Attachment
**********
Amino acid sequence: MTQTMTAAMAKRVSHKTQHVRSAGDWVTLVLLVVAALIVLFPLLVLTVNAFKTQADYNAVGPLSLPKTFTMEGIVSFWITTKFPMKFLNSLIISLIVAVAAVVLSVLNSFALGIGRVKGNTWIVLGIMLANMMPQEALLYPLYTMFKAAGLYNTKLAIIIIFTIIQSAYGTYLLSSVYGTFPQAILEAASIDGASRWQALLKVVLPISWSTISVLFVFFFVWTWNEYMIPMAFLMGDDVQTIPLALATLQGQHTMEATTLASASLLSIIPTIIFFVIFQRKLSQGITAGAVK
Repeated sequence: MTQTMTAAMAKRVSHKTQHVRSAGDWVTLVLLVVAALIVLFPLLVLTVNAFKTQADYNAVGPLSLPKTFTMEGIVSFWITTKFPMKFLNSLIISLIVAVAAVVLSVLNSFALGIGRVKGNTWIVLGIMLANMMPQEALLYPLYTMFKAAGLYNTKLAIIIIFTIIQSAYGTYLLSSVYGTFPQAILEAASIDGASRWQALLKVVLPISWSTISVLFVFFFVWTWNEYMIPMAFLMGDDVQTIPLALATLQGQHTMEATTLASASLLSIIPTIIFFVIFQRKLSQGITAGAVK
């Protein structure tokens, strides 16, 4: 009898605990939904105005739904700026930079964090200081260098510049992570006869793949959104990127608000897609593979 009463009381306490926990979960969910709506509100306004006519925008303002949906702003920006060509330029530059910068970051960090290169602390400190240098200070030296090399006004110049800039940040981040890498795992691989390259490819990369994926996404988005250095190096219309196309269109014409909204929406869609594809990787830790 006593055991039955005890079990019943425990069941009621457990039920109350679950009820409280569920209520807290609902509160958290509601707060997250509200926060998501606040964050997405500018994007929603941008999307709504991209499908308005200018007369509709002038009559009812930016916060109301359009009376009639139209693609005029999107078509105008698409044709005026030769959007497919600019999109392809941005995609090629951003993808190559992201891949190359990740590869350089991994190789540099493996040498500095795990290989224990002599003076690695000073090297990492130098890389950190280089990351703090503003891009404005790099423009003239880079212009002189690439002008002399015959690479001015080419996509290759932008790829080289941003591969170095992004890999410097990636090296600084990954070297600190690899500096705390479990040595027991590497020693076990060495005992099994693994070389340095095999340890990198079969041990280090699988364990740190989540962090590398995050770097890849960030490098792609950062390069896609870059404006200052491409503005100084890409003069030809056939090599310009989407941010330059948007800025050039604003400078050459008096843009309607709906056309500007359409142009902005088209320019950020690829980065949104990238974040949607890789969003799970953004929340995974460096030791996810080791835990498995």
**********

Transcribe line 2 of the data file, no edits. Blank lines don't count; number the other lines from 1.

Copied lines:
Repeated sequence: MTQTMTAAMAKRVSHKTQHVRSAGDWVTLVLLVVAALIVLFPLLVLTVNAFKTQADYNAVGPLSLPKTFTMEGIVSFWITTKFPMKFLNSLIISLIVAVAAVVLSVLNSFALGIGRVKGNTWIVLGIMLANMMPQEALLYPLYTMFKAAGLYNTKLAIIIIFTIIQSAYGTYLLSSVYGTFPQAILEAASIDGASRWQALLKVVLPISWSTISVLFVFFFVWTWNEYMIPMAFLMGDDVQTIPLALATLQGQHTMEATTLASASLLSIIPTIIFFVIFQRKLSQGITAGAVK